Skip to content


Mahaveer Hat Manufacturing Company and ors. Vs. the Union of India and ors. - Court Judgment

LegalCrystal Citation
SubjectConstitution
CourtDelhi High Court
Decided On
Case NumberCivil Writ Appeal No. 267 of 1969
Judge
Reported in5(1969)DLT566
ActsConstitution of India - Article 226
AppellantMahaveer Hat Manufacturing Company and ors.
RespondentThe Union of India and ors.
Advocates: B.R. Iyengar,; Bishambar Lal,; H.K. Puri,;
Cases ReferredK.G. Khosla & Co. v. The Union of India
Excerpt:
the case focused on the validity of order that had black listed a firm - it was observed that firm in question was nto given any proper opportunity of hearing, prior to the order of black listing the same - in view of the fact that such an order would have cast a serious stigma on the trader, it was ruled that the order was liable to be set aside under article 14 read with article 19(1)(g) of the constitution of india - - the petitioner firm, however, failed to keep up the delivery dates. it is asserted for the respondents that the petitioners has no right, fundamental or otherwise, to insist upon the government to enter into any business relationship with the petitioner and that the government like any private individual has the right to enter or nto to enter into any contract with the..........no. 1 of which at the relevant time petitioners no. 2 to 4 alone were the partners and in which firm petitioners no. 5 to 10 had also become partners when this writ petition was filed .though the order which is said to be secret black listing the petitioner-firm has nto been filed it is common ground that the order blacklisting the petitioner-firm was passed. it is contended that the same was passed on the recommendation of the special police establishment who investigated the matter.(2) it is stated in the return, in the affidavit of shri dua ditta, under secretary of the government of india, ministry of railway (railway board) on behalf of the third respondent namely, the secretary, government of india, ministry of railways, that tenders were invited for the supply of cloth surge.....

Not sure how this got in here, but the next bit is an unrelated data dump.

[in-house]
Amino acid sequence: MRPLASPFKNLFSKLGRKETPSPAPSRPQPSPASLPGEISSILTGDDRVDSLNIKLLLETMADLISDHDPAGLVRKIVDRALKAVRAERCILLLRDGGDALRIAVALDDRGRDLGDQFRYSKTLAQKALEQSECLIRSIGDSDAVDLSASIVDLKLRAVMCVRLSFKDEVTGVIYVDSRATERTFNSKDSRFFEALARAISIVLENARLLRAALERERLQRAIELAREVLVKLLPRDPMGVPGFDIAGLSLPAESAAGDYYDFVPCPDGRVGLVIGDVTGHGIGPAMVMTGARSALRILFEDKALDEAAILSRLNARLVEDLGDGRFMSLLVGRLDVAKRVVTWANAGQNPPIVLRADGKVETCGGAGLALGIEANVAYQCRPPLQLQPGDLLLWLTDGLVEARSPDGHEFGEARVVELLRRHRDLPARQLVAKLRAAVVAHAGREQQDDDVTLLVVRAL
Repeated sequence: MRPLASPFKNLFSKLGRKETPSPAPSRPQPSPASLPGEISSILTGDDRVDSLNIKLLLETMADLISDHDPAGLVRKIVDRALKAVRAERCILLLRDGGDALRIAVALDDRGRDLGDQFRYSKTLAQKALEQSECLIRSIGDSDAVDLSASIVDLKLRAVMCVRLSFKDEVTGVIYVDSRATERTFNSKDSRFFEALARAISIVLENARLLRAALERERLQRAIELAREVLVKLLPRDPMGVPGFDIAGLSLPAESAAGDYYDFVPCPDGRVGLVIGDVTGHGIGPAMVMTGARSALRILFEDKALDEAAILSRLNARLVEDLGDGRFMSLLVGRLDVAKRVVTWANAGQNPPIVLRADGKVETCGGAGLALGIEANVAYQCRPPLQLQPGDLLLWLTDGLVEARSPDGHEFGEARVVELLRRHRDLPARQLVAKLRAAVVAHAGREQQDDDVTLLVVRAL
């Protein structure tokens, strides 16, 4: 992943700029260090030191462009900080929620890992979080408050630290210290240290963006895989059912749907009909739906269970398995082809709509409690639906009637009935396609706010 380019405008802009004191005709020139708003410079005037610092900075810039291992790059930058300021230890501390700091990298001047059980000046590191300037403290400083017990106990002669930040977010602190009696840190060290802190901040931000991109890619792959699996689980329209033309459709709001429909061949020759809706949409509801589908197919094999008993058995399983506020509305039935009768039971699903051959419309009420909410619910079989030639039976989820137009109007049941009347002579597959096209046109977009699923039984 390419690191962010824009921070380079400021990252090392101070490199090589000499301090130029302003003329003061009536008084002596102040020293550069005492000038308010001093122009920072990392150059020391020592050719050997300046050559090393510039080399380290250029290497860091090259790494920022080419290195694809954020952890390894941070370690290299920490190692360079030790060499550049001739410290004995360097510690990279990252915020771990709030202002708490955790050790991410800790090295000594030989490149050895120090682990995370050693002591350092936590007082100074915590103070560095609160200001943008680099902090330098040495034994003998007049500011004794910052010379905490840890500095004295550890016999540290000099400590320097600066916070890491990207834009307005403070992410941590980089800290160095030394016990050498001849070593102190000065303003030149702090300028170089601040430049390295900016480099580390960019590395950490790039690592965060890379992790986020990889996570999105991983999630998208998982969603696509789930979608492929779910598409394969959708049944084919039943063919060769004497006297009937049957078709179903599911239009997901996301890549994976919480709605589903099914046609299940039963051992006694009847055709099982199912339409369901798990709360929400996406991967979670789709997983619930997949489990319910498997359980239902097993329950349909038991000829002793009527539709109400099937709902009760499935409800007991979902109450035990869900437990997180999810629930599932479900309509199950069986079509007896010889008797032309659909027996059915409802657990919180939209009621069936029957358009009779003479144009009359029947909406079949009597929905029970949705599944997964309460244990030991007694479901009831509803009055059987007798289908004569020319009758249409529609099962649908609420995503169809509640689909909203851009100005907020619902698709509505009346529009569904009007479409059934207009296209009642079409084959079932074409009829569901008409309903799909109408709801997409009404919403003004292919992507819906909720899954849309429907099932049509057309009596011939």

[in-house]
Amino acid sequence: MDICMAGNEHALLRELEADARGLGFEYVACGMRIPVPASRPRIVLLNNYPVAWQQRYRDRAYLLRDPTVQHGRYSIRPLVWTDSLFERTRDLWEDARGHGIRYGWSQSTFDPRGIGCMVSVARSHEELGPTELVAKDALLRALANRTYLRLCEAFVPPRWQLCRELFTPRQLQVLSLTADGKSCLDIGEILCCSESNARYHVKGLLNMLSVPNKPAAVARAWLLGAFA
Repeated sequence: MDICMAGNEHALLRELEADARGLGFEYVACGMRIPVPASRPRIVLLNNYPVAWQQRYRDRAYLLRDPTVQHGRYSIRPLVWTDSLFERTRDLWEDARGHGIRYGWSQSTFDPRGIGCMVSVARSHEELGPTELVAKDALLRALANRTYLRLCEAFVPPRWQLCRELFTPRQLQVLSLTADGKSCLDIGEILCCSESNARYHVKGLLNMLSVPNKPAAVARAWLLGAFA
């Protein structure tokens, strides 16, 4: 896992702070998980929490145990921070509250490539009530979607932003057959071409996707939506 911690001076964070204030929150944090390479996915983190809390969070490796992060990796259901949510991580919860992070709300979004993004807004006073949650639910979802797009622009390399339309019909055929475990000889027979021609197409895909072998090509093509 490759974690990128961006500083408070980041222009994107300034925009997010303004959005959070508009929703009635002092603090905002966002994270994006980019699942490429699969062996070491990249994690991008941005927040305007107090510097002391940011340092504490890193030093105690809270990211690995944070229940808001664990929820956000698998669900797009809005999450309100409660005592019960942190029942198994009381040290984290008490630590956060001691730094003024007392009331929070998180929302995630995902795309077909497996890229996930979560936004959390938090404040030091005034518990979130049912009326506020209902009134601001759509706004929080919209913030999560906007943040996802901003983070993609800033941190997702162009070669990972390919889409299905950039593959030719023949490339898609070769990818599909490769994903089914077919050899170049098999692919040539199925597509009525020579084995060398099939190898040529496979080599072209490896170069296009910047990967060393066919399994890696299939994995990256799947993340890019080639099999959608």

Judgment:

S. Rangarajan , J.

(1) The petitioners seek to quash the order passed by the Director General of Supplies & Disposals (Second respondent) on 19th Augast. 1987 black listing the firm which has been described as petitioner No. 1 of which at the relevant time petitioners No. 2 to 4 alone were the partners and in which firm petitioners No. 5 to 10 had also become partners when this writ petition was filed .Though the order which is said to be secret black listing the petitioner-firm has nto been filed it is common ground that the order blacklisting the petitioner-firm was passed. It is contended that the same was passed on the recommendation of the Special Police Establishment who investigated the matter.

(2) It is stated in the return, in the affidavit of Shri Dua Ditta, Under Secretary of the Government of India, Ministry of Railway (Railway Board) on behalf of the third respondent namely, the Secretary, Government of India, Ministry of Railways, that tenders were invited for the supply of cloth surge blue worsted superior 54/56 on the terms and conditions stated in the I.T. and that the petitioner submitted a tender of supply of 1000) yards of such cloth, the sane having been accepted by third respondent. The goods were to be supplied F.O.R. Amritsar. The tender was accompanied by a sample of cloth. The petitioner firm, however, failed to keep up the delivery dates. Subsequently as a result of Special Police Eastablishment's investigation certain small practices by the petitioner-firm are stated to have been disclosed and the petitioner firm was blacklisted. The said order having been communicated to the various departments of the Government but nto to the petitioner firm. Subsequent to the said blacklisting order no order was to be placed with the firm and no correspondence was to be entered by the Government with the firm.